Among the families under greatest strain are those who participat­e in the Special Supplement­al Nutrition Program for Women, Infants and Children ( WIC), who are typically limited to buying formula from specific brands — in many states, those manufactur­ed by Abbott — and in specific quantities.

Although the U.S. Agricultur­e Department moved quickly in February to give WIC recipients more purchasing flexibilit­y, they are still getting squeezed by the natural impulse of other parents to overbuy formula when they can find it, according to Brian Dittmeier, senior public policy director for the National WIC Associatio­n.

There have been efforts to make recompense to families, though even these require additional effort by tired parents. In May, Abbott’s CEO used an op-ed in The Washington Post to announce a $5 million fund to help families whose children were hospitaliz­ed because they couldn’t get the specialty formula they needed. Families would be eligible for up to $4,500 per patient — but it was on them to track down the fund and apply.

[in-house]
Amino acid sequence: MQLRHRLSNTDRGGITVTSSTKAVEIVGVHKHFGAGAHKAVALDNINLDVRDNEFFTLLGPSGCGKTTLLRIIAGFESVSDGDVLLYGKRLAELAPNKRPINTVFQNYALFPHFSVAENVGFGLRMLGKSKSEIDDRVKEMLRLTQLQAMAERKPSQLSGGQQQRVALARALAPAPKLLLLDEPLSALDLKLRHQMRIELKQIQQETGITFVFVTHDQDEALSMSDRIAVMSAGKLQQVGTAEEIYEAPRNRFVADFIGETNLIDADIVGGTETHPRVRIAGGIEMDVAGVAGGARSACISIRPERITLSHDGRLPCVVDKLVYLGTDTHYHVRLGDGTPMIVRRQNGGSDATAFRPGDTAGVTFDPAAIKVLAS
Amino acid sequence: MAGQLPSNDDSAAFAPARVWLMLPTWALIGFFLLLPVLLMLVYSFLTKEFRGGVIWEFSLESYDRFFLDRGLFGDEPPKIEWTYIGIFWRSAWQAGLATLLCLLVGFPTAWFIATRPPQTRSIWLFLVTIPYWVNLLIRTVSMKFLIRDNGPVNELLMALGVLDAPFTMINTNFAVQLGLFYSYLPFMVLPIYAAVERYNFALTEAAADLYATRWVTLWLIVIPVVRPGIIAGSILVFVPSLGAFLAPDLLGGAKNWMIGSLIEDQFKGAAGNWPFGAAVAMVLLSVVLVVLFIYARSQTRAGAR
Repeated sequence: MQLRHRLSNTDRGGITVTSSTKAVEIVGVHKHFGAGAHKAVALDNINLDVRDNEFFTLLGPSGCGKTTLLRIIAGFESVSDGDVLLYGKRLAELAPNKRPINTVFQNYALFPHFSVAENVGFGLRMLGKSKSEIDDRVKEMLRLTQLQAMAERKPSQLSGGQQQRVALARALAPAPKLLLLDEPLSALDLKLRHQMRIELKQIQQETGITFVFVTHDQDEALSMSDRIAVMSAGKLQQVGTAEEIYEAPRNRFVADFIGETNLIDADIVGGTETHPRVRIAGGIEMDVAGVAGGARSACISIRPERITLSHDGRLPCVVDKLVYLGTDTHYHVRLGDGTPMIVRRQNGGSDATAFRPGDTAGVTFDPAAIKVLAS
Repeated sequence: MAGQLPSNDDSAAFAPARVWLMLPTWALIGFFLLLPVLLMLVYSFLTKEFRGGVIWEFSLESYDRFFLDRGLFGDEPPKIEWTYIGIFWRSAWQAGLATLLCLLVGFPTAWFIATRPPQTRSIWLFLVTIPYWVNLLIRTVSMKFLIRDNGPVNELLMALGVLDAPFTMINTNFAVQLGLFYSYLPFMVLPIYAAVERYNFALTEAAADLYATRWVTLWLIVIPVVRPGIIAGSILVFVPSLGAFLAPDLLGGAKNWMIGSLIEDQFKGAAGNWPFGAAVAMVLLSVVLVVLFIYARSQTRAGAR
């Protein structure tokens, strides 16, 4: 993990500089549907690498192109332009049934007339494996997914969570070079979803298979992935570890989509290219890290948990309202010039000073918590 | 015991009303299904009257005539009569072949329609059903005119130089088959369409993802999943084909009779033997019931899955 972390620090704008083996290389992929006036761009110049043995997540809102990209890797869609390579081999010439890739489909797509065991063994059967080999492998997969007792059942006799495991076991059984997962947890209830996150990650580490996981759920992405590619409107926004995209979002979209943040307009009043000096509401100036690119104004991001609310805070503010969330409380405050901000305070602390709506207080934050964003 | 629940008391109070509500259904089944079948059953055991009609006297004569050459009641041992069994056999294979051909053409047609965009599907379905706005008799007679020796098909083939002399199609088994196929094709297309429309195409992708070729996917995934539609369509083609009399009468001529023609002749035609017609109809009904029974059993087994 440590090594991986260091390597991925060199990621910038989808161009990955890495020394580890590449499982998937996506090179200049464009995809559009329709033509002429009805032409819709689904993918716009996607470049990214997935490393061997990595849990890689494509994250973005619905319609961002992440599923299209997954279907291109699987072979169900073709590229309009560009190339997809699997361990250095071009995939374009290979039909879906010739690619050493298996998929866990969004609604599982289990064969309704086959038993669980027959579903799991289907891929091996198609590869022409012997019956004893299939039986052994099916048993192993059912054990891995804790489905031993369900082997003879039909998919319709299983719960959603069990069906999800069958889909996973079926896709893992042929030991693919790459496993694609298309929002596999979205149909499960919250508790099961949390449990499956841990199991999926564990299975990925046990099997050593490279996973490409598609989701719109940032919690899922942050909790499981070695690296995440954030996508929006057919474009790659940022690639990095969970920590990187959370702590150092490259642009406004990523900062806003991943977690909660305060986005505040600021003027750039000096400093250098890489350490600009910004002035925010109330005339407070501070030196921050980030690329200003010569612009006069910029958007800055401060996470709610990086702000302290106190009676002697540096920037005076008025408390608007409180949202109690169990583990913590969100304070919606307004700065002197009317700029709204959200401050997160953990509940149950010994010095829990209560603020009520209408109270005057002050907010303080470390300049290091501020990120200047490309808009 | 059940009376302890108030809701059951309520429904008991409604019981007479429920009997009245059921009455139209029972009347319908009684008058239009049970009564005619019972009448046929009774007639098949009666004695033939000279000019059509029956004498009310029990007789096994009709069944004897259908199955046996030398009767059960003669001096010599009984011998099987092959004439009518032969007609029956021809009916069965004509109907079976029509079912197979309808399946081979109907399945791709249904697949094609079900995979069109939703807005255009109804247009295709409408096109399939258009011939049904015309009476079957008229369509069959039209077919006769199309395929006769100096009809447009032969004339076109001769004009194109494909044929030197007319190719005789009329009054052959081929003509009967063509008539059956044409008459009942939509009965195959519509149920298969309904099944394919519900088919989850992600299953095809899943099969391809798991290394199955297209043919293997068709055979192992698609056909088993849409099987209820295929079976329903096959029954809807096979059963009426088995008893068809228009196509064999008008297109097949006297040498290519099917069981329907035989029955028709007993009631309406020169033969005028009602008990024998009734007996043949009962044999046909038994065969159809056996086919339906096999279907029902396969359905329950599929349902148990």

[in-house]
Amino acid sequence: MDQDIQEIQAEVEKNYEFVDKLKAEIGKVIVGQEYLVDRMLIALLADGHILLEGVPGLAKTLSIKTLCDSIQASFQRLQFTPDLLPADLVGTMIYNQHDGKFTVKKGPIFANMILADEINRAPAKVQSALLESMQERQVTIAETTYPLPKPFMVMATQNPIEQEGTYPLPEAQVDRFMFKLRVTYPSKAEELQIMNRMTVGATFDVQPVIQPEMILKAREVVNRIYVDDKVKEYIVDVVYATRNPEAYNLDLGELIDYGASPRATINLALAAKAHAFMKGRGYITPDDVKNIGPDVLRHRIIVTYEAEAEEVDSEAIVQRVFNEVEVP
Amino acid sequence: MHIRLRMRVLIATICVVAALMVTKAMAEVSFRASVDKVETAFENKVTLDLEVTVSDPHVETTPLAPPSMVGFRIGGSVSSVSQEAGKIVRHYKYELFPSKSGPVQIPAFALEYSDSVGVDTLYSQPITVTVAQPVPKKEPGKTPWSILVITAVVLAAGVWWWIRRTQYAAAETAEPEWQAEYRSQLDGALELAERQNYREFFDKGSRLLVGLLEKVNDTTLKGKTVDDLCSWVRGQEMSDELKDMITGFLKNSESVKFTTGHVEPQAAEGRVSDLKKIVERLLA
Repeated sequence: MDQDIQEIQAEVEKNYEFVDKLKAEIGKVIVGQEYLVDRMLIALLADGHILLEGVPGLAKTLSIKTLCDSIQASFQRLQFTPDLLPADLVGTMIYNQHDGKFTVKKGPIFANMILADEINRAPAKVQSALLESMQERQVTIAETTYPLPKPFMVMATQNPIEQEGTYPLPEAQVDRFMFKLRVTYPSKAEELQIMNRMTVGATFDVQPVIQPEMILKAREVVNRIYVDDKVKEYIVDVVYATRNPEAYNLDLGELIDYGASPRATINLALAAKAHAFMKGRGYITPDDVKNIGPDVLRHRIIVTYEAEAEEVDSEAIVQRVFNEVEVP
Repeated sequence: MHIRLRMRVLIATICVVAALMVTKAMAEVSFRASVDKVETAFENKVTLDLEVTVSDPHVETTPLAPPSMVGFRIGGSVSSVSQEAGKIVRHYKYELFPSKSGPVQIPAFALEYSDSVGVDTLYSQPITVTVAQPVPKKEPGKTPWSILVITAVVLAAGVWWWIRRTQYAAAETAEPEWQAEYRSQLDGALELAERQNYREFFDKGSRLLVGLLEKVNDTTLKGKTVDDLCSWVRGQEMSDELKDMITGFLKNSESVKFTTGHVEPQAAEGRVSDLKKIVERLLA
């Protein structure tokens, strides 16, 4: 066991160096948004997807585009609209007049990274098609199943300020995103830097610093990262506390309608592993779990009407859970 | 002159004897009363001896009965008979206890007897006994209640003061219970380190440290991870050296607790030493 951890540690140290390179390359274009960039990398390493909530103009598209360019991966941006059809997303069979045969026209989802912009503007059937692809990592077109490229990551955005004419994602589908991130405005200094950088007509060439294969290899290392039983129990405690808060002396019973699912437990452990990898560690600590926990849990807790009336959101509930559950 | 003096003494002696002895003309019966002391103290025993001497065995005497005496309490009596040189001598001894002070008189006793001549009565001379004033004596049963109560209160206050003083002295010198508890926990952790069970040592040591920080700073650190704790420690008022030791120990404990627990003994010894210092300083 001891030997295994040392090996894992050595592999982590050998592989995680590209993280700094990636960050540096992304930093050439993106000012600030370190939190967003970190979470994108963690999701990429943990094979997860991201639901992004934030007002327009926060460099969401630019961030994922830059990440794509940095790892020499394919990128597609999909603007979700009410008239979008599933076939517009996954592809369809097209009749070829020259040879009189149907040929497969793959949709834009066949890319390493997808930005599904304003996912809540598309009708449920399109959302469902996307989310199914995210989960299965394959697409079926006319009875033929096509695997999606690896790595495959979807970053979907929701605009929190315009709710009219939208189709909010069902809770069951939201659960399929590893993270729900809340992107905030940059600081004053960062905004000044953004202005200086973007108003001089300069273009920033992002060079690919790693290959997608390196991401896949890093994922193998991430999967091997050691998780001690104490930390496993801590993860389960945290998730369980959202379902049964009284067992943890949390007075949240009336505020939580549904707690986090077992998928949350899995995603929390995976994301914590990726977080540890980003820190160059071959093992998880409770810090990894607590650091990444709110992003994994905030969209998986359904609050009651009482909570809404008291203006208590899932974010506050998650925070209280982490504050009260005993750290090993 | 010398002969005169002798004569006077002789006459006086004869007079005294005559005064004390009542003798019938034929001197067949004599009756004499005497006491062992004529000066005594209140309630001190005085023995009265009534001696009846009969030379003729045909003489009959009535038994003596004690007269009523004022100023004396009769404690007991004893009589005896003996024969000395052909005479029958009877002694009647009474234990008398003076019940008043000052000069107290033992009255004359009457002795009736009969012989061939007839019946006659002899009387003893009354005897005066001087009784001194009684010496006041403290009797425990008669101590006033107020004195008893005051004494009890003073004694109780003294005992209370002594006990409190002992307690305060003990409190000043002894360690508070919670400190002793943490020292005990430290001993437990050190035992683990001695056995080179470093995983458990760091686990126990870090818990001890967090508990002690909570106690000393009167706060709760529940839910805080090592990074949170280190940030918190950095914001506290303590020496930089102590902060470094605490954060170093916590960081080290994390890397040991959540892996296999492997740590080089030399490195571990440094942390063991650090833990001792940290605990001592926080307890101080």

When I asked this month how much money Abbott had paid out, company representa­tive John Koval said “applicatio­ns and uptake have been slow but steady.” If any money from its fund doesn’t go directly to patients, Koval told me, the remainder will be donated to “an organizati­on that supports childhood nutrition and health.”

That’s a perfect metaphor for the challenges of a disaster such as the formula shortage: Even when a systemic collapse captures public attention, it is individual­s who are left to bear the consequenc­es — and to continue shoulderin­g the load when the headlines, and the outrage, move on.

This is the first of three columns exploring the nation’s response to the baby formula shortage. Up next: What government and the private sector did right.

 ?? Washington POST Staff ILLUSTRATI­ON; IMAGES by ISTOCK/GETTY IMAGES ??
Washington POST Staff ILLUSTRATI­ON; IMAGES by ISTOCK/GETTY IMAGES